Experts warn: Be very careful with blood sugar watches

If you are one of those who use smart bracelets or rings to monitor your health, you should pay close attention to a recent warning from health experts in which they claim that These Devices That Promise to Measure Blood Sugar Could Be Dangerous.

According to a statement released by the US Food and Drug Administration (FDA), it warns about these devices, including smart watches, noting that they may not be safe or accurate.

It affects everything devices that promise to measure blood glucose levels non-invasive, regardless of brand.

It is important to emphasize that The FDA has not approved the use of any devices of this type.This means they have not passed the strict quality and safety controls required to gain approval.

Self-regulating insulin is touted as a great hope for type 1 diabetics.

Using smart bracelets, watches or rings to measure your blood sugar can be dangerous

Smart bracelet/smart bracelet


Robert Gabbay, a physician with the American Diabetes Association, says the warning comes at a time when diabetes is affecting millions of people around the world.

People living with this condition rely heavily on the ability to reliably control their blood sugar levels.

However, Unauthorized devices may produce inaccurate measurements, which can have serious health consequences.. Experts warn about these devices and reasons not to use these features:

  • They are not accurate: The technology these devices use to measure glucose levels through the skin is still in development and is not as reliable as traditional methods such as finger prick meters.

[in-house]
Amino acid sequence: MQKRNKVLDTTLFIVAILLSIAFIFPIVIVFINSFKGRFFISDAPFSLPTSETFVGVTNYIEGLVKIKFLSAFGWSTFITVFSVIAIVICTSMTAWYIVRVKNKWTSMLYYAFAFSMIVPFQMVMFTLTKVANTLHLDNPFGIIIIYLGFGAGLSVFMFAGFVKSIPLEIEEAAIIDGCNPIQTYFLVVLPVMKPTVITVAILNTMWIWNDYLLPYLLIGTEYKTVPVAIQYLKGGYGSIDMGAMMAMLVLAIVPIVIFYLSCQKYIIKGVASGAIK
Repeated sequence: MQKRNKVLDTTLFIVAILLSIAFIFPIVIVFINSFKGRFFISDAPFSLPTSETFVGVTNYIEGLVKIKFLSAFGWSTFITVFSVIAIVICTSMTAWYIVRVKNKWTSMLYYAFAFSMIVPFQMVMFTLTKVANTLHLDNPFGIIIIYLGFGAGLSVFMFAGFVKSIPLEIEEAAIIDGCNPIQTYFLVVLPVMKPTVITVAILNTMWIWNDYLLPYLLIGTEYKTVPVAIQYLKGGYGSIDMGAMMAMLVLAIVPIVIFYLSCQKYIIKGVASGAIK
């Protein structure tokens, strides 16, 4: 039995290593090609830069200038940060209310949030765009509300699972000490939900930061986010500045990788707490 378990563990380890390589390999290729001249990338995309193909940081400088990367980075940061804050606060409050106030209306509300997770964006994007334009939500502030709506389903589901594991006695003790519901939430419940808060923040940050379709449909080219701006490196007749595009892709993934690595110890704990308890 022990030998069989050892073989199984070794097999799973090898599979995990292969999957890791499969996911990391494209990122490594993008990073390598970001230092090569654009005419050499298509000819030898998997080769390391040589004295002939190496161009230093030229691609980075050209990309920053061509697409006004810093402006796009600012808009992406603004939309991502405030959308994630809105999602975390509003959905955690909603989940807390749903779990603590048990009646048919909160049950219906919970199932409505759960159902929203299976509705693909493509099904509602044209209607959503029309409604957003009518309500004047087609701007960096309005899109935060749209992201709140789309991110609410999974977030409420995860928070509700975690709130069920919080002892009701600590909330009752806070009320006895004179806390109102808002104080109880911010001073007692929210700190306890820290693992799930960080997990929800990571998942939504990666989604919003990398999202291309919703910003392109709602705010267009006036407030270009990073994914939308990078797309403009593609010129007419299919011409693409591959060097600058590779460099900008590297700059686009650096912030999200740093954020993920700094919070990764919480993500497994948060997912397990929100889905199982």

• Serious circumstances: Inaccurate measurements can lead to incorrect medication decisions, leading to devastating health consequences including hypoglycemia, hyperglycemia, coma, and even death.
  • They are not FDA approved: Authorities have not approved the use of any device of this type to measure blood glucose levels without puncturing the skin.

Although several companies are working on developing smartwatches or bracelets, better known as non-invasive smartbands, to measure blood glucose levels, so far none were able to meet the accuracy and safety standards required by the FDA..

In this sense, health experts warn that it is important to wait for regulatory approval of these devices before relying on them to control diabetes. If you have a device that offers this feature, it is best to disable it as it is not reliable.

It is best to use traditional glucose meters that measure blood sugar levels. or continuous glucose monitoring (CGM) systems, which monitor glucose levels in real time using a sensor that is placed under the skin and monitored via a smartphone app.

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